Reviewing 'A Cypherpunk's Manifesto'



Eric Hughes was an original Cypherpunk and administered the original Cypherpunk mailing list. An American mathematician and computer programmer, he was a founder of the Cypherpunk movement, and is believed to have coined the motto, "Cypherpunks write code."


Though relatively unknown to new entrants to crypto, this early influence is foundational to open, accessible, and secure digital money and digital assets. Let's review his original manifesto espousing the purpose, values, and aspirations of the original Cypherpunks.


As stated by Eric in A Cypherpunk's Manifesto:

Privacy is necessary for an open society in the electronic age. Privacy is not secrecy. A private matter is something one doesn't want the whole world to know, but a secret matter is something one doesn't want anybody to know. Privacy is the power to selectively reveal oneself to the world.

The distinction between privacy and secrecy are not frequently drawn out. Hughes differentiates them as shielding information from a mass audience (privacy) vs shielding information from all audiences (secrecy). This view is reflected in the decisions and trade-offs chosen by different cryptocurrencies when considering different privacy implementations such as Litecoin (privacy) vs Monero (closer to secrecy).

If two parties have some sort of dealings, then each has a memory of their interaction. Each party can speak about their own memory of this; how could anyone prevent it? One could pass laws against it, but the freedom of speech, even more than privacy, is fundamental to an open society; we seek not to restrict any speech at all. If many parties speak together in the same forum, each can speak to all the others and aggregate together knowledge about individuals and other parties. The power of electronic communications has enabled such group speech, and it will not go away merely because we might want it to.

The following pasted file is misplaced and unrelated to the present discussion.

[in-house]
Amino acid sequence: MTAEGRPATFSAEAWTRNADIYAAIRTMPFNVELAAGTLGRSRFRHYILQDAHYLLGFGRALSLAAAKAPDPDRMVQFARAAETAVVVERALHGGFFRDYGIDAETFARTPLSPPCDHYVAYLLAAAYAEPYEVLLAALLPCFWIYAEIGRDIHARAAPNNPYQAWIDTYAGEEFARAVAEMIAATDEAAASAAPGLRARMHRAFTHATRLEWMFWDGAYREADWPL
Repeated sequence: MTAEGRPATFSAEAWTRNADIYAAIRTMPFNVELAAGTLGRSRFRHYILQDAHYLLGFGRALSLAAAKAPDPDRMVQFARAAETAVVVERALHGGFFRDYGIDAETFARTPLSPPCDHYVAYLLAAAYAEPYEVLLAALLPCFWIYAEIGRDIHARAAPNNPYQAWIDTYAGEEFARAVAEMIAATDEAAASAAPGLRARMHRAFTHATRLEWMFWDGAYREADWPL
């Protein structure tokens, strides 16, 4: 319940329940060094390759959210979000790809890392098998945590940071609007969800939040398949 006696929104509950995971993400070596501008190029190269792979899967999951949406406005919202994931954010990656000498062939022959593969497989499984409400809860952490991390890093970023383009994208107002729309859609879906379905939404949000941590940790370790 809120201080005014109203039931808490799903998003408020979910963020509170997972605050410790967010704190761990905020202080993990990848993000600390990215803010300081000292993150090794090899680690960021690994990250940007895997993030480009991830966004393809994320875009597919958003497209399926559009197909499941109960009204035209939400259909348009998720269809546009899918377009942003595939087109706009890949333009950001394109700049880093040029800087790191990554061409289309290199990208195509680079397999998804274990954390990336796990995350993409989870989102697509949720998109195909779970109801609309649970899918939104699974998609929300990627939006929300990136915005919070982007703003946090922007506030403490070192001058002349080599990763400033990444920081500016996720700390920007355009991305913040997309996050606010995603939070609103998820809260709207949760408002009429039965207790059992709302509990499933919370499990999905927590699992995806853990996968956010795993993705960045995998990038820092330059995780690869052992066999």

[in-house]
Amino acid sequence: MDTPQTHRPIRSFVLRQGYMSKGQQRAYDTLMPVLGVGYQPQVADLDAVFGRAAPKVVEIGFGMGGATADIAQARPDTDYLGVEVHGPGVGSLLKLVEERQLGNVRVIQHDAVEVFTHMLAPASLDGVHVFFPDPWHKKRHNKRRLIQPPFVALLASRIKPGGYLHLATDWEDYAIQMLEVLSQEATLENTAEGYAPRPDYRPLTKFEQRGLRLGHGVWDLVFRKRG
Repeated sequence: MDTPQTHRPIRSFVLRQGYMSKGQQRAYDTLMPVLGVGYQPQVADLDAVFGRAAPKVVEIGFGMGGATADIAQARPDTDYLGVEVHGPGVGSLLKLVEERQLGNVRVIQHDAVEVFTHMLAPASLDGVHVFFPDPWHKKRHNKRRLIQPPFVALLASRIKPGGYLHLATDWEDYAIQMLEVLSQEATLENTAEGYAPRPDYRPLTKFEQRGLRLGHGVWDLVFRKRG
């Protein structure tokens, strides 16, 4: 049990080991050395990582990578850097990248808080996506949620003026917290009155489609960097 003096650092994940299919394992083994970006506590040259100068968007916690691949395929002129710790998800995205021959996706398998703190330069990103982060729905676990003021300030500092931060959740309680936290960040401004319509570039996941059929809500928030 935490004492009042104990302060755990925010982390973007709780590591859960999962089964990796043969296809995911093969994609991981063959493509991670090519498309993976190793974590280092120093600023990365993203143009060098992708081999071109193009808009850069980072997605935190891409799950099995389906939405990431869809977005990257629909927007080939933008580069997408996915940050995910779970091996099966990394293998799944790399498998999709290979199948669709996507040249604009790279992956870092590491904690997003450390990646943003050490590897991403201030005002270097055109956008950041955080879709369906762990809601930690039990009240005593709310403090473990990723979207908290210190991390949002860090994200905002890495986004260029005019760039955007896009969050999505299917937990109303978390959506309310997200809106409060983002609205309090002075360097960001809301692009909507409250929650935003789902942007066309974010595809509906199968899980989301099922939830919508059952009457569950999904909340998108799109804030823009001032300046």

The power of free speech and assembly are fundamental to cryptography and blockchain technology. As frequently stated regarding Bitcoin, cryptocurrencies are a means of communicating value with finality and globally. Such global consensus is novel to the 21st century, and opens new avenues for global economic cooperation.


As a case for all serious cryptocurrencies, the free ability to communicate value in one's chosen terms — whether though stablecoins, Bitcoin, or altcoins — is fundamental to free speech. Even if one doesn't like alternatives to their chosen cryptocurrency, none should push for exclusionary regulation that would limit this free speech.

Since we desire privacy, we must ensure that each party to a transaction have knowledge only of that which is directly necessary for that transaction. Since any information can be spoken of, we must ensure that we reveal as little as possible. In most cases personal identity is not salient. When I purchase a magazine at a store and hand cash to the clerk, there is no need to know who I am. When I ask my electronic mail provider to send and receive messages, my provider need not know to whom I am speaking or what I am saying or what others are saying to me; my provider only need know how to get the message there and how much I owe them in fees. When my identity is revealed by the underlying mechanism of the transaction, I have no privacy. I cannot here selectively reveal myself; I must always reveal myself.